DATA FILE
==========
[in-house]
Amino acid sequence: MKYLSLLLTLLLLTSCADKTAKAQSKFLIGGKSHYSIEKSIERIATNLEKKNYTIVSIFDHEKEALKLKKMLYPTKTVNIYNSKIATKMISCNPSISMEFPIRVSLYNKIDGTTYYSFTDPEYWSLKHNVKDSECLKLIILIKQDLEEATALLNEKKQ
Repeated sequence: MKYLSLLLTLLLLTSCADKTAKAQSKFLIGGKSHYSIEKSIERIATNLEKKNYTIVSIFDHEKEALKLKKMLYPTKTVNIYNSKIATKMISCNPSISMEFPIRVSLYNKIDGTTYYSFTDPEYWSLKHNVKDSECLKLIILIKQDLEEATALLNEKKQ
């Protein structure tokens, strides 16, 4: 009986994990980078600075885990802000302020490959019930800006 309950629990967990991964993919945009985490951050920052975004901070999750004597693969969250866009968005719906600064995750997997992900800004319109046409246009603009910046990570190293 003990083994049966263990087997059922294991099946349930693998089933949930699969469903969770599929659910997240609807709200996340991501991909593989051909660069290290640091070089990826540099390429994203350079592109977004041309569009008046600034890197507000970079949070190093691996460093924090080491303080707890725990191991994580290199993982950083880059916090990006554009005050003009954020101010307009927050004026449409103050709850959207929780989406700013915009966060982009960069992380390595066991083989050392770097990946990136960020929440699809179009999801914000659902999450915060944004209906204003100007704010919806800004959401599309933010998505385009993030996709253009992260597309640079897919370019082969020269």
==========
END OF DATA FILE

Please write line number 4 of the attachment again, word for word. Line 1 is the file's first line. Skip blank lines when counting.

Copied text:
């Protein structure tokens, strides 16, 4: 009986994990980078600075885990802000302020490959019930800006 309950629990967990991964993919945009985490951050920052975004901070999750004597693969969250866009968005719906600064995750997997992900800004319109046409246009603009910046990570190293 003990083994049966263990087997059922294991099946349930693998089933949930699969469903969770599929659910997240609807709200996340991501991909593989051909660069290290640091070089990826540099390429994203350079592109977004041309569009008046600034890197507000970079949070190093691996460093924090080491303080707890725990191991994580290199993982950083880059916090990006554009005050003009954020101010307009927050004026449409103050709850959207929780989406700013915009966060982009960069992380390595066991083989050392770097990946990136960020929440699809179009999801914000659902999450915060944004209906204003100007704010919806800004959401599309933010998505385009993030996709253009992260597309640079897919370019082969020269």